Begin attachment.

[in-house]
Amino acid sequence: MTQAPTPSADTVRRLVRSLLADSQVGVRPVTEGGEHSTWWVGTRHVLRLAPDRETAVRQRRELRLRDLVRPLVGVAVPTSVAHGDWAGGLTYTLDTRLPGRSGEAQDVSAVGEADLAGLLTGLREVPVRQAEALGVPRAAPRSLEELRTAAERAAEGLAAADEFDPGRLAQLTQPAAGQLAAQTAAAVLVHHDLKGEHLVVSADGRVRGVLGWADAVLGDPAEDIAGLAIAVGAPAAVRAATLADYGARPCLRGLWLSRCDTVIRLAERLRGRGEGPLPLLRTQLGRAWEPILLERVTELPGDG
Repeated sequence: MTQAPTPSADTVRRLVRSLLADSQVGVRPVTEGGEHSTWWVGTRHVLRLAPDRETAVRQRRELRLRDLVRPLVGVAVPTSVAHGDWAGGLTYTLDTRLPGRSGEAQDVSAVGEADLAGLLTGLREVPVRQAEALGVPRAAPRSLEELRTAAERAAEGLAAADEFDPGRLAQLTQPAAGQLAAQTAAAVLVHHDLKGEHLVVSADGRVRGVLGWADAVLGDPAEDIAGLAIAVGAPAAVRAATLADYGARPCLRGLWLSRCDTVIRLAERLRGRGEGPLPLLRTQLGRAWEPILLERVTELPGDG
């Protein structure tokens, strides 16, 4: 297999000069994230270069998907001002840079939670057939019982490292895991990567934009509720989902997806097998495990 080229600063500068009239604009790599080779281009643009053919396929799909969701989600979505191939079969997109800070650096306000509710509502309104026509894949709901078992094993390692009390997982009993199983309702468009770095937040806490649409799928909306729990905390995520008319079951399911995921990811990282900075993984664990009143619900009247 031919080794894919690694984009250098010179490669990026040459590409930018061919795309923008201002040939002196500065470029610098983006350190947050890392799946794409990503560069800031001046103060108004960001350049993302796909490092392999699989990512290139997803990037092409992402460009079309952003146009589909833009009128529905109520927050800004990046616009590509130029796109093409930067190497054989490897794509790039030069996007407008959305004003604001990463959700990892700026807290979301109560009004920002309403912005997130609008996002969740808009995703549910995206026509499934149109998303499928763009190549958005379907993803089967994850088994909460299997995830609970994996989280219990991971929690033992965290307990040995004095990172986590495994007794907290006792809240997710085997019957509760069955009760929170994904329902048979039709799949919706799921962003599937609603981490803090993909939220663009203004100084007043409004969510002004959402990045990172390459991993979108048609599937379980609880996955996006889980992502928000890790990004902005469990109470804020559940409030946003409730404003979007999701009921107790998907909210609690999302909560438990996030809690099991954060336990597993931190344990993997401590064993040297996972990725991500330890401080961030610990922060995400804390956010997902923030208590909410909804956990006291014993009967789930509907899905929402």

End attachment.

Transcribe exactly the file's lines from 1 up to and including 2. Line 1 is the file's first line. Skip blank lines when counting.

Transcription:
[in-house]
Amino acid sequence: MTQAPTPSADTVRRLVRSLLADSQVGVRPVTEGGEHSTWWVGTRHVLRLAPDRETAVRQRRELRLRDLVRPLVGVAVPTSVAHGDWAGGLTYTLDTRLPGRSGEAQDVSAVGEADLAGLLTGLREVPVRQAEALGVPRAAPRSLEELRTAAERAAEGLAAADEFDPGRLAQLTQPAAGQLAAQTAAAVLVHHDLKGEHLVVSADGRVRGVLGWADAVLGDPAEDIAGLAIAVGAPAAVRAATLADYGARPCLRGLWLSRCDTVIRLAERLRGRGEGPLPLLRTQLGRAWEPILLERVTELPGDG